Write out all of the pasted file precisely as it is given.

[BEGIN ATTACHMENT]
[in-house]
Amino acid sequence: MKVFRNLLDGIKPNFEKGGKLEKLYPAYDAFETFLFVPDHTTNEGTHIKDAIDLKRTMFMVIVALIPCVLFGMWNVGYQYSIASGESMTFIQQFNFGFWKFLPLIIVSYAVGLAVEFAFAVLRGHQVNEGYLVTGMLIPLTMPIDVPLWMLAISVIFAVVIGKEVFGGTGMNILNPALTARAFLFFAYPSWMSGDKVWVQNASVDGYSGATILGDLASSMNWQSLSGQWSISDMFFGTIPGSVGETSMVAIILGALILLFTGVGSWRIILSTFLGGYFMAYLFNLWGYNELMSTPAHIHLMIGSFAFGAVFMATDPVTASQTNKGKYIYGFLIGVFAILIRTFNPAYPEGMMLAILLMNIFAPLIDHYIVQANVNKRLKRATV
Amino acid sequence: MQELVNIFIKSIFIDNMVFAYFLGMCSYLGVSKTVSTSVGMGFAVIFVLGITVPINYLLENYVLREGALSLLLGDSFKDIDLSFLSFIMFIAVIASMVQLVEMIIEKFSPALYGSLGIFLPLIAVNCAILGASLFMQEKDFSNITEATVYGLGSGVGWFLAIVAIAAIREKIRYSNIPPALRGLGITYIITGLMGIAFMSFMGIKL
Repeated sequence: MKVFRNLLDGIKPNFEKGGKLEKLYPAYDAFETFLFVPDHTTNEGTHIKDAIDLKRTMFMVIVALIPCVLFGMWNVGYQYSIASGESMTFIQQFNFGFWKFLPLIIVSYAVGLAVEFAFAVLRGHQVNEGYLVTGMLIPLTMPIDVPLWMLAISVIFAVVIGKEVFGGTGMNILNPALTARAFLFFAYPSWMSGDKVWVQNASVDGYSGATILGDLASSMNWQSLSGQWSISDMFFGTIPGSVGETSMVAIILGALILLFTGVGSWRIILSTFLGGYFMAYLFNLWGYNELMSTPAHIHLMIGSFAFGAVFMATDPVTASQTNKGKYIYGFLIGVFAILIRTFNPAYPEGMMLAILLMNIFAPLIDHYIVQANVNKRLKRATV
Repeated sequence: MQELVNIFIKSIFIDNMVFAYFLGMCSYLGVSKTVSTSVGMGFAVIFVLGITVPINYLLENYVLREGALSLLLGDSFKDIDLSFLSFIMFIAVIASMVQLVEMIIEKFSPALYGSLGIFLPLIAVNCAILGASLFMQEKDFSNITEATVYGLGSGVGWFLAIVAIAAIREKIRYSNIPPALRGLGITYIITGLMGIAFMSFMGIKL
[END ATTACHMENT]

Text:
[in-house]
Amino acid sequence: MKVFRNLLDGIKPNFEKGGKLEKLYPAYDAFETFLFVPDHTTNEGTHIKDAIDLKRTMFMVIVALIPCVLFGMWNVGYQYSIASGESMTFIQQFNFGFWKFLPLIIVSYAVGLAVEFAFAVLRGHQVNEGYLVTGMLIPLTMPIDVPLWMLAISVIFAVVIGKEVFGGTGMNILNPALTARAFLFFAYPSWMSGDKVWVQNASVDGYSGATILGDLASSMNWQSLSGQWSISDMFFGTIPGSVGETSMVAIILGALILLFTGVGSWRIILSTFLGGYFMAYLFNLWGYNELMSTPAHIHLMIGSFAFGAVFMATDPVTASQTNKGKYIYGFLIGVFAILIRTFNPAYPEGMMLAILLMNIFAPLIDHYIVQANVNKRLKRATV
Amino acid sequence: MQELVNIFIKSIFIDNMVFAYFLGMCSYLGVSKTVSTSVGMGFAVIFVLGITVPINYLLENYVLREGALSLLLGDSFKDIDLSFLSFIMFIAVIASMVQLVEMIIEKFSPALYGSLGIFLPLIAVNCAILGASLFMQEKDFSNITEATVYGLGSGVGWFLAIVAIAAIREKIRYSNIPPALRGLGITYIITGLMGIAFMSFMGIKL
Repeated sequence: MKVFRNLLDGIKPNFEKGGKLEKLYPAYDAFETFLFVPDHTTNEGTHIKDAIDLKRTMFMVIVALIPCVLFGMWNVGYQYSIASGESMTFIQQFNFGFWKFLPLIIVSYAVGLAVEFAFAVLRGHQVNEGYLVTGMLIPLTMPIDVPLWMLAISVIFAVVIGKEVFGGTGMNILNPALTARAFLFFAYPSWMSGDKVWVQNASVDGYSGATILGDLASSMNWQSLSGQWSISDMFFGTIPGSVGETSMVAIILGALILLFTGVGSWRIILSTFLGGYFMAYLFNLWGYNELMSTPAHIHLMIGSFAFGAVFMATDPVTASQTNKGKYIYGFLIGVFAILIRTFNPAYPEGMMLAILLMNIFAPLIDHYIVQANVNKRLKRATV
Repeated sequence: MQELVNIFIKSIFIDNMVFAYFLGMCSYLGVSKTVSTSVGMGFAVIFVLGITVPINYLLENYVLREGALSLLLGDSFKDIDLSFLSFIMFIAVIASMVQLVEMIIEKFSPALYGSLGIFLPLIAVNCAILGASLFMQEKDFSNITEATVYGLGSGVGWFLAIVAIAAIREKIRYSNIPPALRGLGITYIITGLMGIAFMSFMGIKL